Engine grime can be difficult to wash off of your hands. If you don't have a hand cleaner handy, your kitchen cupboard probably contains a solution. Reach for either a vegetable or olive cooking oil and spread a dab over your hands. Rub your hands together, then wipe off with a paper towel. Cooking oils will also help remove oil-based paint from hands and arms.
To save on expensive solvent, try this when cleaning up brushes. Find two cans with plastic lids, one can smaller and one larger. Pour the proper solvent in the smaller can to clean the brush. After cleaning, pour the used solvent into the larger can. The sediments will settle out in a day or two so you can reuse the clear solvent that will remain on top.
If your was built before 1978 and you have children under the age of seven, you will want to have an inspection for lead-based paint. It's important to know that lead flakes from paint can be present in both the home and in the soil surrounding the house. The problem can be fixed temporarily by repairing damaged paint surfaces or planting grass over effected soil. Hiring a lead abatement contractor to remove paint chips and seal damaged areas will fix the problem permanently.
Removal of old paint by sanding, scraping, or other means may generate dust or fumes that contain lead. Exposure to lead dust or fumes may cause brain damage or other adverse health effects, especially in children or pregnant women. Controlling exposure to lead or other hazardous substances requires the use of proper protective equipment, such as a properly fitted respirator (NIOSH approved) and proper containment and cleanup. For more information, call the national Lead Information Center at 1-800-424-LEAD (in US) or contact your local health authority.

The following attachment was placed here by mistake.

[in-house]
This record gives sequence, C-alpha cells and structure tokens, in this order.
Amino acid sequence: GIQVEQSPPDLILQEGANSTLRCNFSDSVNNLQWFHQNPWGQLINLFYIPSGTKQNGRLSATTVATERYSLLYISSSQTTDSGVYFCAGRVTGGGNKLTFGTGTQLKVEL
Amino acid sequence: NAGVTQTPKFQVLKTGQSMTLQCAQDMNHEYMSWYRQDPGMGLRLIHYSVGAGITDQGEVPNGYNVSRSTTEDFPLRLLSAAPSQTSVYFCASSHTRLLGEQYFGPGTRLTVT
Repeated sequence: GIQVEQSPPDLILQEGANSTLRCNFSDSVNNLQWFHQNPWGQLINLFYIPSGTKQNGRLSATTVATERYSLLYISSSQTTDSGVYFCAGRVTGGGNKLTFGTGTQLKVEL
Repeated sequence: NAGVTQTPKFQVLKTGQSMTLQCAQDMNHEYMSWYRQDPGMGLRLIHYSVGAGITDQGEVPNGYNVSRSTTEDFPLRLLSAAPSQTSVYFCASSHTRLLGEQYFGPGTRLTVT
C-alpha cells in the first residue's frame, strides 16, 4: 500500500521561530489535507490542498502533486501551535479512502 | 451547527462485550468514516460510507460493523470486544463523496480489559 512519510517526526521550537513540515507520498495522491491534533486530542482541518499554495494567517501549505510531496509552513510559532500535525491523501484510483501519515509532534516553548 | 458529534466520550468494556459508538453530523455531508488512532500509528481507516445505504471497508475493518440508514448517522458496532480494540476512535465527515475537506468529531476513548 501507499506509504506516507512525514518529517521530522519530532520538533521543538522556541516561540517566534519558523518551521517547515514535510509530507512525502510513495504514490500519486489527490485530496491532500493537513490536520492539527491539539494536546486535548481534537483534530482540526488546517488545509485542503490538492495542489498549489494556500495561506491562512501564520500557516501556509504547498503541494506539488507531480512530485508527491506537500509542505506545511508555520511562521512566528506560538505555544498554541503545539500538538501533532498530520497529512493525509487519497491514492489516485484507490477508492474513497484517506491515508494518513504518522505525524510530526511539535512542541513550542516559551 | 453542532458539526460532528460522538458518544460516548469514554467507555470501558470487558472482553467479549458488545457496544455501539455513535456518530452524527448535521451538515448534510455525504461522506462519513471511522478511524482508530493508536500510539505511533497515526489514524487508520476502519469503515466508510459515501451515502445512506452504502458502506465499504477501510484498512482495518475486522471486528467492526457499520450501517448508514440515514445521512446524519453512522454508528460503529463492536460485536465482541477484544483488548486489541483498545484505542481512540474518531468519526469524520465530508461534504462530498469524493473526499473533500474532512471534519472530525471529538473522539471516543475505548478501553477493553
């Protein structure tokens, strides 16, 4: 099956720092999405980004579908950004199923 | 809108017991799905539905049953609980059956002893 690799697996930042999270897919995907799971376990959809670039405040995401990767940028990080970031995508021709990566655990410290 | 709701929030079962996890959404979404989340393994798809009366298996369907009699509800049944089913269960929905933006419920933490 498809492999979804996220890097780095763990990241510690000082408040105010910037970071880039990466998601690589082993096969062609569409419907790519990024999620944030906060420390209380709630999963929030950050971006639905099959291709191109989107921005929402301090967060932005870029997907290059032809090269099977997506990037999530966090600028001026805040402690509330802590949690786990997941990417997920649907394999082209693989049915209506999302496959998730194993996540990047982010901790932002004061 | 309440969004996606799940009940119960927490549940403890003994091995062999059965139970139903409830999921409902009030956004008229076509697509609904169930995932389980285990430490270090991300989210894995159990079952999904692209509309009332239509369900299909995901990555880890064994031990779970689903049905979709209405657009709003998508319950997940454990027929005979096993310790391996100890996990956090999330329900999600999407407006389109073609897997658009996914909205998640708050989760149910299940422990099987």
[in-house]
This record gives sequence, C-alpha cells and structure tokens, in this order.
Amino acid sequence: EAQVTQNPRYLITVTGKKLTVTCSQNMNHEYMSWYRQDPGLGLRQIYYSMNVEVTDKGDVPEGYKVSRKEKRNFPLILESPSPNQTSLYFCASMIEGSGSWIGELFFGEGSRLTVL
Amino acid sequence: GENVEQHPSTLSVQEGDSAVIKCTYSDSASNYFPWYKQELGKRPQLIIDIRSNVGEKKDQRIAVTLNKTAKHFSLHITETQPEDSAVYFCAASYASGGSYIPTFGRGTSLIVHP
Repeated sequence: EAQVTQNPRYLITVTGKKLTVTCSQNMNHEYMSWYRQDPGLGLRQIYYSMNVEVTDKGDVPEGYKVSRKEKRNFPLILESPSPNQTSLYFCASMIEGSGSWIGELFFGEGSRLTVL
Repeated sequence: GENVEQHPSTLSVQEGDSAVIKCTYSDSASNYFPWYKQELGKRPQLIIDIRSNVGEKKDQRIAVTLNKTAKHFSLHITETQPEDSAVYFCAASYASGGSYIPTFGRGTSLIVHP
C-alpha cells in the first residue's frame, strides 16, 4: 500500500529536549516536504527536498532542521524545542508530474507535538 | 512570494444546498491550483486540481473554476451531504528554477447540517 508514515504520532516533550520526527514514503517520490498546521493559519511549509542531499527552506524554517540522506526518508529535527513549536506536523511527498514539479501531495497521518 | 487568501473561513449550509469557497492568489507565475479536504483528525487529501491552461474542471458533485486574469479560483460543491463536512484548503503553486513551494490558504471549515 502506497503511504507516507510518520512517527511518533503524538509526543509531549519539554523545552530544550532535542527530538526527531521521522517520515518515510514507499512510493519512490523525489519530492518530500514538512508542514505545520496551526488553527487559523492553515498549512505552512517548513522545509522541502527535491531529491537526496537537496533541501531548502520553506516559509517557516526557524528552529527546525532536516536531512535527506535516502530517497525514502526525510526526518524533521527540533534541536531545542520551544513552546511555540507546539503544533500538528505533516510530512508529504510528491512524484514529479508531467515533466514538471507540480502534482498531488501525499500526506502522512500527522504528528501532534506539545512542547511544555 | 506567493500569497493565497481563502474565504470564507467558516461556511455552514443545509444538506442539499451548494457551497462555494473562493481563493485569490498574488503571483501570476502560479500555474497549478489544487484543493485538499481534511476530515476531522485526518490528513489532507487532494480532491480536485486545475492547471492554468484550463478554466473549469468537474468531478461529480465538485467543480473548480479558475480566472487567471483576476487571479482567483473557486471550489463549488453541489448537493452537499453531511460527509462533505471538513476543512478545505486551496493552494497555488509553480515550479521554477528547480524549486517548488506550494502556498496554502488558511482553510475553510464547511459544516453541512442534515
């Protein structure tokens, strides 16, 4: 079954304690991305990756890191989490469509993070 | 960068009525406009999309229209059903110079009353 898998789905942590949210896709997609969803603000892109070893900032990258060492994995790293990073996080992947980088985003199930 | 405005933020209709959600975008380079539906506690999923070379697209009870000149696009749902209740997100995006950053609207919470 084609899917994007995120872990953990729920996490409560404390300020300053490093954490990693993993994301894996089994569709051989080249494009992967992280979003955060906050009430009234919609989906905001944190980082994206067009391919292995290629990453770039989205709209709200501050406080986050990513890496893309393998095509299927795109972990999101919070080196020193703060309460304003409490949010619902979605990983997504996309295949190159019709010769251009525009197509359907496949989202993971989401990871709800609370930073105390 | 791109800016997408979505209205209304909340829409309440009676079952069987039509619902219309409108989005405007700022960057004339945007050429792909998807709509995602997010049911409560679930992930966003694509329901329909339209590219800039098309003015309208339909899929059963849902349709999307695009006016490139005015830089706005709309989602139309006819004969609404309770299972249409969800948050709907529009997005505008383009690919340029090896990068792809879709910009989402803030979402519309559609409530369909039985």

If you suspect that your house has lead hazards, you can take some immediate steps to reduce your family's risk: clean up paint chips immediately; thoroughly rinse sponges and mop heads after cleaning firty or dusty areas; keep play areas clea; keep children from chewing window sills or other painted surfaces.
If you suspect you have lead paint in your house or soil, call The National Lead Informatio Center at 1-800-424-5323 to get more information or visit them on the web at www.epa.gov/lead.